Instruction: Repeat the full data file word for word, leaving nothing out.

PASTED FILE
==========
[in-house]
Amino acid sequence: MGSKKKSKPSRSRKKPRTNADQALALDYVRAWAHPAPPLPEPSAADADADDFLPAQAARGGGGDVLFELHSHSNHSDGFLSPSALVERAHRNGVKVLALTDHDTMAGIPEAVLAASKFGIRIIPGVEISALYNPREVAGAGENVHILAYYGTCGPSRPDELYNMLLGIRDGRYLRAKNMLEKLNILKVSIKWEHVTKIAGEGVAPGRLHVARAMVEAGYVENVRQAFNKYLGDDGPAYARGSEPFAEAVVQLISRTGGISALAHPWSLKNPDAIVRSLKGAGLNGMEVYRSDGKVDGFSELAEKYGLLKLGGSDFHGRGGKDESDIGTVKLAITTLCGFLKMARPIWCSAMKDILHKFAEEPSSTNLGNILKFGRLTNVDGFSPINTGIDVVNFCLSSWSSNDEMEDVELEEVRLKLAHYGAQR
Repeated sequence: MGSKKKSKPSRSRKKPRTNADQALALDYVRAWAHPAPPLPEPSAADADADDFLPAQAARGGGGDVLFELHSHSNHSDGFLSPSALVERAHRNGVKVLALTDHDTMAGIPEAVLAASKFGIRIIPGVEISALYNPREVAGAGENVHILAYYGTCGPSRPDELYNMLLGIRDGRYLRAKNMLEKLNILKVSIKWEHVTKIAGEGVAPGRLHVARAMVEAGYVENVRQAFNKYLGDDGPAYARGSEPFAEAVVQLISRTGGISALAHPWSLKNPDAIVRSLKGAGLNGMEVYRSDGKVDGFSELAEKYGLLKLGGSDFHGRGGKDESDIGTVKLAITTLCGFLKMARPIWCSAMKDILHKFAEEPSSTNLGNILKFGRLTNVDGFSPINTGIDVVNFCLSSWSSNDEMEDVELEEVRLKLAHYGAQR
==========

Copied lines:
[in-house]
Amino acid sequence: MGSKKKSKPSRSRKKPRTNADQALALDYVRAWAHPAPPLPEPSAADADADDFLPAQAARGGGGDVLFELHSHSNHSDGFLSPSALVERAHRNGVKVLALTDHDTMAGIPEAVLAASKFGIRIIPGVEISALYNPREVAGAGENVHILAYYGTCGPSRPDELYNMLLGIRDGRYLRAKNMLEKLNILKVSIKWEHVTKIAGEGVAPGRLHVARAMVEAGYVENVRQAFNKYLGDDGPAYARGSEPFAEAVVQLISRTGGISALAHPWSLKNPDAIVRSLKGAGLNGMEVYRSDGKVDGFSELAEKYGLLKLGGSDFHGRGGKDESDIGTVKLAITTLCGFLKMARPIWCSAMKDILHKFAEEPSSTNLGNILKFGRLTNVDGFSPINTGIDVVNFCLSSWSSNDEMEDVELEEVRLKLAHYGAQR
Repeated sequence: MGSKKKSKPSRSRKKPRTNADQALALDYVRAWAHPAPPLPEPSAADADADDFLPAQAARGGGGDVLFELHSHSNHSDGFLSPSALVERAHRNGVKVLALTDHDTMAGIPEAVLAASKFGIRIIPGVEISALYNPREVAGAGENVHILAYYGTCGPSRPDELYNMLLGIRDGRYLRAKNMLEKLNILKVSIKWEHVTKIAGEGVAPGRLHVARAMVEAGYVENVRQAFNKYLGDDGPAYARGSEPFAEAVVQLISRTGGISALAHPWSLKNPDAIVRSLKGAGLNGMEVYRSDGKVDGFSELAEKYGLLKLGGSDFHGRGGKDESDIGTVKLAITTLCGFLKMARPIWCSAMKDILHKFAEEPSSTNLGNILKFGRLTNVDGFSPINTGIDVVNFCLSSWSSNDEMEDVELEEVRLKLAHYGAQR